be allowed to languish for the want of a little support at a critical period.
Admirable papers on subjects connected with Lepidoptera are either in hand or promised by their authors for the present volume. Each monthly part contains from eighteen to twenty-five pages, and at least four colored plates will be given during the year. For its aims, value of its articles, and general appearance, "Papilio" is one of the cheapest scientific publications in the world, and its directors promise that nothing shall hereafter be wanting on their part to maintain it in the high position to which it aspires.
A Practical Treatise on Diseases of the Skin. By Louis A. Duhring, M. D., Professor in the Hospital of the University of Pennsylvania. Third edition, revised and enlarged. Philadelphia: J. B. Lippincott & Co. Pp. 685. Price, $6.
This is a competent and comprehensive work that admirably fulfills the aim with which the author says he set out, "to write a concise and practical treatise, one which, while making no pretensions to being exhaustive, should comprise sufficient to afford a clear insight into the elements of dermatology, and a knowledge of the important facts in connection with each disease treated of." Simplicity and intelligibility have been primarily sought, and therefore questions of theory, discussions of unsettled points, and obsolete terms have been avoided. The classification of Hebra has been adopted, with some changes and modifications. The definitions of the diseases have been made from the clinical stand-point, with a view to giving them practical value, and to having them embody succinct descriptions of characteristic symptoms. In the matter of treatment, the methods favorably regarded by dermatologists at large have been mentioned, and the author has furthermore taken the pains to describe the remedies and mode of treatment which have proved of the greatest benefit in his own experience. The work was considerably enlarged in the second edition, with many additions and new chapters, and was entirely rewritten to meet the remarkable progress which had been made in the science of dermatology during the five years since the first edition was published, in 1876. Then, in a little more than another year, a critical revision was called for, with a rewriting and elaboration of the chapter on the anatomy and physiology of the skin, for the sake of incorporating the later results of the studies in microscopic anatomy. Advantage was taken of the revision to introduce additional cases illustrating rare forms of disease, and new and important observations and personal experiences. The method and arrangement of the treatise deserve commendation. The general considerations of the subject are given in the first part under the headings "Anatomy and Physiology," "Symptomatology," "Etiology," "Pathology," "Diagnosis," "Treatment," "Prognosis," and "Classification." The second part is devoted to the account of special diseases, which are classified as "Disorders of Secretion," "Hyperæmias," "Inflammations," "Hæmorrhages," "Hypertrophies," "Atrophies," "New Growths," "Neuroses," and "Parasites." In connection with each disease are given its synonyms, a general description in a sentence, its symptoms, diagnosis, etiology, pathology, prognosis, treatment, and, when proper, illustrations. The curious facts are brought out by the author that skin-diseases manifest variations of type in different parts of the world; that the differences are quite material between the United States and Europe; and that the diseases met with here resemble more closely those of Great Britain than those of cither France or Germany. These facts give the work the more value as an American treatise describing American types of disease.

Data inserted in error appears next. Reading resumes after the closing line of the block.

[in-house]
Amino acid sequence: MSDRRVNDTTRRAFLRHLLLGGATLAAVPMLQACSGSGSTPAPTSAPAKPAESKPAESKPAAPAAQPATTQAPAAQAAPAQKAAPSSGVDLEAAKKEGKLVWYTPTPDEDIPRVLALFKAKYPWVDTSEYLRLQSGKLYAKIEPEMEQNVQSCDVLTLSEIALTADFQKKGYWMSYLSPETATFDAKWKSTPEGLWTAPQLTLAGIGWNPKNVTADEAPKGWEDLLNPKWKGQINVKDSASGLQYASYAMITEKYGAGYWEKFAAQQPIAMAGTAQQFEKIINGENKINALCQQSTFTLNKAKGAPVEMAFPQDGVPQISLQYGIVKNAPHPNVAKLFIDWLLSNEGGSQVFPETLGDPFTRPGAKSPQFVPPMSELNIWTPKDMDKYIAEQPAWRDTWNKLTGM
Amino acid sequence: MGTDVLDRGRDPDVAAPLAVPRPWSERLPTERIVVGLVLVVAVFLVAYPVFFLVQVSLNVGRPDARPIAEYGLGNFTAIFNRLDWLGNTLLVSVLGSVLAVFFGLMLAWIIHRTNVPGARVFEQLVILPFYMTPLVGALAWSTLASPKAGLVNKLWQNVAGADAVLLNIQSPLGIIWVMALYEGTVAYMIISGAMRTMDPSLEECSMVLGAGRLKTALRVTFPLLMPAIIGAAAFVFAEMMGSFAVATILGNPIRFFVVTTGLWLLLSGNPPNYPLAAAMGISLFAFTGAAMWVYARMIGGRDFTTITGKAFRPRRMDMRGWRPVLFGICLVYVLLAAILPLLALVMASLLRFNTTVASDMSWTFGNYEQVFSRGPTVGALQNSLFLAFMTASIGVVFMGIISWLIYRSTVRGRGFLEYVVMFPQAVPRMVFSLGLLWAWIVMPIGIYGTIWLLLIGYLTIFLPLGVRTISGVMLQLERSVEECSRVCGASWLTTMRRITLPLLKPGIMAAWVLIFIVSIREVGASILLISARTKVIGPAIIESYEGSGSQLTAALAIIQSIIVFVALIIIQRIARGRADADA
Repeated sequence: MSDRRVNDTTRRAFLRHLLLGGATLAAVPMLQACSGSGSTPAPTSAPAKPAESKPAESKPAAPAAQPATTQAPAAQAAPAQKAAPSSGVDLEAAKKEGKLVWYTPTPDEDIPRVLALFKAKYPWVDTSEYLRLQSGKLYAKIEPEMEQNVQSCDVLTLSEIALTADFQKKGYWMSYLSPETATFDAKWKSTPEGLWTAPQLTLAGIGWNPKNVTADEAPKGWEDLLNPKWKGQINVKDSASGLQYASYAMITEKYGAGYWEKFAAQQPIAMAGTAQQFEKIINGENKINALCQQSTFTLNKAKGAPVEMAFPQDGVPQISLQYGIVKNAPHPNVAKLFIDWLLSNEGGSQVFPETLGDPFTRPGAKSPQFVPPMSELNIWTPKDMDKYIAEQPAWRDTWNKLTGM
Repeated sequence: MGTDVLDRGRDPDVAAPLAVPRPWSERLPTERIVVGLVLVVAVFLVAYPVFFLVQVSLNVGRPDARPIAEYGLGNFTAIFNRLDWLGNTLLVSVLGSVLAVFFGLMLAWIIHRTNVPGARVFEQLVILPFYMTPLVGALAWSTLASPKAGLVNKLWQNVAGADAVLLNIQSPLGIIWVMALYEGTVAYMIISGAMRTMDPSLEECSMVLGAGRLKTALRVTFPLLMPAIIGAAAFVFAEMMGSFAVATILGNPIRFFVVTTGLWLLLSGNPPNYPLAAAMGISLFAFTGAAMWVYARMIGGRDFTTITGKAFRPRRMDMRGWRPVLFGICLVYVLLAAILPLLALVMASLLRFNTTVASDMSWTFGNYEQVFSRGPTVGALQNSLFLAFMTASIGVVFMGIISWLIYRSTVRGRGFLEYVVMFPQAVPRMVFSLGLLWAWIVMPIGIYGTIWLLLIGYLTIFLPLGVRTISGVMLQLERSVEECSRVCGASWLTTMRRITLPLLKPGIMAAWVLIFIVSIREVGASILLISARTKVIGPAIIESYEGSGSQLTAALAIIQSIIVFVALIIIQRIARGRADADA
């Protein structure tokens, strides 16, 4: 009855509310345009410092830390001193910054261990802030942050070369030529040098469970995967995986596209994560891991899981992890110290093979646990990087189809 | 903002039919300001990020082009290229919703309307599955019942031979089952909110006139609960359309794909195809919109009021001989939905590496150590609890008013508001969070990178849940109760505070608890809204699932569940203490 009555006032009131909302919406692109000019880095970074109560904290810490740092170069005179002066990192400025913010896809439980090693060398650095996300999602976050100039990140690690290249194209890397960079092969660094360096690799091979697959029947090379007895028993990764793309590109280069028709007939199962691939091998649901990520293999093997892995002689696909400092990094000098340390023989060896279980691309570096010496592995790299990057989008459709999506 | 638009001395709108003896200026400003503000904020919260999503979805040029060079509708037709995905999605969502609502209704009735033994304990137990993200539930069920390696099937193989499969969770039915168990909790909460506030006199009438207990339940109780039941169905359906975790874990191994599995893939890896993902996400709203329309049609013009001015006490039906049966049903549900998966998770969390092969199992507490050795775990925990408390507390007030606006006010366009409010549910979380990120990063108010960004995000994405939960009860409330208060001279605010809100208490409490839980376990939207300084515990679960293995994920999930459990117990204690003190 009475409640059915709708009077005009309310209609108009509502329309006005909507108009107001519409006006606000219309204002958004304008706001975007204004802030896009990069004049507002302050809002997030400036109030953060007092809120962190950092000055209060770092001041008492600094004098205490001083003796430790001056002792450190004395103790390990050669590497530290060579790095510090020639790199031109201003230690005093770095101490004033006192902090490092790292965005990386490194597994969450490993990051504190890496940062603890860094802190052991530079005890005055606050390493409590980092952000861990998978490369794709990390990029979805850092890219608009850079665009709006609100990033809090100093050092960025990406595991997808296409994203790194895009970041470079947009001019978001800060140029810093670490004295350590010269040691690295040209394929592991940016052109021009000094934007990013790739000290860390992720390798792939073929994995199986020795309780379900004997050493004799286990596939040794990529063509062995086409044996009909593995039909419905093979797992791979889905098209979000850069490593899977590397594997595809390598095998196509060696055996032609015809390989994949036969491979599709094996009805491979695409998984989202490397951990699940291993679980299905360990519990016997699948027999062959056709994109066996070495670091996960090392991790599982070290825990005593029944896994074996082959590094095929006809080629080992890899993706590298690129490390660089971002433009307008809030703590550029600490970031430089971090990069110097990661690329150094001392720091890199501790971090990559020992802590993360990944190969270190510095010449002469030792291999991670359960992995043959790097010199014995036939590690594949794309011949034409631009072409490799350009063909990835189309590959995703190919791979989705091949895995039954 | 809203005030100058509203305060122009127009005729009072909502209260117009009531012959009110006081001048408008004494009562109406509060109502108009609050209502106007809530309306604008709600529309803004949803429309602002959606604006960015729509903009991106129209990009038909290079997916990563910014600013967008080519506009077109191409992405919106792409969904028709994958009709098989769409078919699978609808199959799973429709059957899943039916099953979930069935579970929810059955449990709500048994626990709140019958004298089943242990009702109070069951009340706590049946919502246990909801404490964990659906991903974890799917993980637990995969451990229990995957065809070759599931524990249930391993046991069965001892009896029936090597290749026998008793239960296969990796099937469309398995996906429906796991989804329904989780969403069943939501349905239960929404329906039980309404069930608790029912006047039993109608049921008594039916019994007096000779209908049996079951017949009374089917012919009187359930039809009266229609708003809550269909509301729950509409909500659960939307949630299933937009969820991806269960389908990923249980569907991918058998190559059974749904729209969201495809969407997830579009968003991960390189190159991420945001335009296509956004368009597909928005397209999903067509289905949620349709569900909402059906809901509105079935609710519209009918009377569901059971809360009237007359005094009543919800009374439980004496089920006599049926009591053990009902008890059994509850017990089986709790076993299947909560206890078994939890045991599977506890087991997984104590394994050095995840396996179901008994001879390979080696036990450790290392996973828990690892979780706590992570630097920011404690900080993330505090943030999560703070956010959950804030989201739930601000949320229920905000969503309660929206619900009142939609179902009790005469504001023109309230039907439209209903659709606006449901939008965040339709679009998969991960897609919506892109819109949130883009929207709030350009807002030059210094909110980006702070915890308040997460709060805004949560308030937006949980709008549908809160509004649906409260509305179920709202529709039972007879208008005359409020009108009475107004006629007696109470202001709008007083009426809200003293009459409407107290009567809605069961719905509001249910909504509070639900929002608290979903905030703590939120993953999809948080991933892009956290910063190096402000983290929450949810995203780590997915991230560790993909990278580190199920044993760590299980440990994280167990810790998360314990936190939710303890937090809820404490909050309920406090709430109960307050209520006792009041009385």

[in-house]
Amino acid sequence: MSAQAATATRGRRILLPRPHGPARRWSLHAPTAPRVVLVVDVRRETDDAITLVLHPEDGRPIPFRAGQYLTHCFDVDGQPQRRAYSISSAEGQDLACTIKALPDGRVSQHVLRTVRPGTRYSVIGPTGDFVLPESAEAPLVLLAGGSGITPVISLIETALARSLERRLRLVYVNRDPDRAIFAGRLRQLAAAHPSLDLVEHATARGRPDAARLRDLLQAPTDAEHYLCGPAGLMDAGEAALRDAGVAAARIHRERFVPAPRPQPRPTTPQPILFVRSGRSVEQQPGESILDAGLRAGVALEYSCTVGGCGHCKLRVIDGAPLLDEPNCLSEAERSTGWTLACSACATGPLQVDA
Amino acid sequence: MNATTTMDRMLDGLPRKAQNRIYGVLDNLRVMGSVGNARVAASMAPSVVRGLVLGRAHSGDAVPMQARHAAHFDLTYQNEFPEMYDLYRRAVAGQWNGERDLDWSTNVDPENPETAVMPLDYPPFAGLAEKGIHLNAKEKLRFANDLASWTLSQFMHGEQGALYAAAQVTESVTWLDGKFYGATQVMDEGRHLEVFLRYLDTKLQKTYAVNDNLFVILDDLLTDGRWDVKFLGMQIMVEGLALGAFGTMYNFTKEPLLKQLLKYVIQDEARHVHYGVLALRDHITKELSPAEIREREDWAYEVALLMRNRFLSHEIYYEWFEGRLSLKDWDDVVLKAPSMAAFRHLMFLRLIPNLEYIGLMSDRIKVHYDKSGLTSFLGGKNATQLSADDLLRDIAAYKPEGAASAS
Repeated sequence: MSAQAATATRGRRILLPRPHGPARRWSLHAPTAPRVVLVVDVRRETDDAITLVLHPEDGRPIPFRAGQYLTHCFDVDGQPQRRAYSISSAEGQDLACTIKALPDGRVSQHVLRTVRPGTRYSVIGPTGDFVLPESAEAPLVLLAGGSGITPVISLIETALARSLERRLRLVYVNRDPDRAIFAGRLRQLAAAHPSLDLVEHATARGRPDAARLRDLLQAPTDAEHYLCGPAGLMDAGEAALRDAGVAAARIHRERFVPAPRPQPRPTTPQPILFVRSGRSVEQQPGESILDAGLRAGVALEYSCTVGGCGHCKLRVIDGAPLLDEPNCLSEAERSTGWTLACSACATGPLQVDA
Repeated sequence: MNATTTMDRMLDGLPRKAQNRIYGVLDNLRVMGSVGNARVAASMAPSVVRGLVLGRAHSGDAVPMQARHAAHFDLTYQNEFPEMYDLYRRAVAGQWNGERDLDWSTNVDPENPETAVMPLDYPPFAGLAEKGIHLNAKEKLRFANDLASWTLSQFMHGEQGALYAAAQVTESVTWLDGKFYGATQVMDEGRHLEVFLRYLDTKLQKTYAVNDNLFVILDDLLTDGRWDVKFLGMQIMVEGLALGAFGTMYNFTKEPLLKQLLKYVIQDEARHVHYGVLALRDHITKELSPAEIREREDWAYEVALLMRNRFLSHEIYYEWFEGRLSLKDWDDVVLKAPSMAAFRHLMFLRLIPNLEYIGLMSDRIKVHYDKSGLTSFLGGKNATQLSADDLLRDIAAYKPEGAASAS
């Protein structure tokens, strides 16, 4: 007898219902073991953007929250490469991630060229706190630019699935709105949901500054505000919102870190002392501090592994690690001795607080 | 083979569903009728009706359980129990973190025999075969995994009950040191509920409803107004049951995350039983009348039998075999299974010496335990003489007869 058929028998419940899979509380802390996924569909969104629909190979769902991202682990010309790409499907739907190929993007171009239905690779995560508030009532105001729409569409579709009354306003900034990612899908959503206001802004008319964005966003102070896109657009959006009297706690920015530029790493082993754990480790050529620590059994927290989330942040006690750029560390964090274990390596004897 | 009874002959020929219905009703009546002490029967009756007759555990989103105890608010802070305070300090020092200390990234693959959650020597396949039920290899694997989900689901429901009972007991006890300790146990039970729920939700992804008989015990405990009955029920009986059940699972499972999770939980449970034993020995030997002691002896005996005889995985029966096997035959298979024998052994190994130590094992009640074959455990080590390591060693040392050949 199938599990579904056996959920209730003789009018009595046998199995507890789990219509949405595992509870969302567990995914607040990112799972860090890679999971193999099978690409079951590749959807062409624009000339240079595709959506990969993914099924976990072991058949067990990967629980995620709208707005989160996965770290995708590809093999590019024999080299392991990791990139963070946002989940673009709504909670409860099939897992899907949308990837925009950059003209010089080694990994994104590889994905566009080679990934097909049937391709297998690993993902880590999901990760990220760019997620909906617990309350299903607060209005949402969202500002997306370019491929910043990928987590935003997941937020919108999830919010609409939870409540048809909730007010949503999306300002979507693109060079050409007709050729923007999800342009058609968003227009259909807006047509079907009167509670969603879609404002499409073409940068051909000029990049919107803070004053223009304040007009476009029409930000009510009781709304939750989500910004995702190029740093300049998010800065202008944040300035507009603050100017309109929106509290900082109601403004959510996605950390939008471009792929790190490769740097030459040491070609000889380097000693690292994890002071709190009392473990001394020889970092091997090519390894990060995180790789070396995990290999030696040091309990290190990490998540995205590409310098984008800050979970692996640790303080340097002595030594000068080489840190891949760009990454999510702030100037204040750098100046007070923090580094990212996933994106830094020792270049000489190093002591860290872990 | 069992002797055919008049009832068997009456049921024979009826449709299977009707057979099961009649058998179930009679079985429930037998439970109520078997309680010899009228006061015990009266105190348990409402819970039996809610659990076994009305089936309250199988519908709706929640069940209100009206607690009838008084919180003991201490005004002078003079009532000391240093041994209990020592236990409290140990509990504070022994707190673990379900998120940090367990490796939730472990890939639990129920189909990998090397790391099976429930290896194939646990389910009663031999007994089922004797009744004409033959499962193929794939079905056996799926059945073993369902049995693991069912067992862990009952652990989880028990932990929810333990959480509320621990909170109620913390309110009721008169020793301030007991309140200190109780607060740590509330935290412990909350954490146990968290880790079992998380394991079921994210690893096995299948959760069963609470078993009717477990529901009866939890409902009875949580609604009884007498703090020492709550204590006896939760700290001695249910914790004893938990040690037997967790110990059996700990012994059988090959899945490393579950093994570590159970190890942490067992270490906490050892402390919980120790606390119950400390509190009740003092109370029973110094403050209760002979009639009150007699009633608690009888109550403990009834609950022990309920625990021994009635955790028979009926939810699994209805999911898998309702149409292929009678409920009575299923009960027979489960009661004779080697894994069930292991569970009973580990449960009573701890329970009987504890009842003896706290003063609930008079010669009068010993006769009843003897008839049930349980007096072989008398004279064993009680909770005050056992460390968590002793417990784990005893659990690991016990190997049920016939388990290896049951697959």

A Dictionary of Electricity; or, The Electrician's Hand-Book. By Henry Greer. 1883. Pp. 192. Price, $2. To be obtained of the author, College of Electrical Engineering, 122 East Twenty-sixth Street.
The Storage of Electricity. By the same. 1883. Price, $1.
Mr. Greer hopes, in the preface to his dictionary, that "the explanations may meet the wants of students and others engaged in these professions" (electrical and telegraph engineering), and it may be presumed that such was his object in preparing it; but had he been attempting instead to crowd the greatest amount of rubbish possible into the least space, he would have had no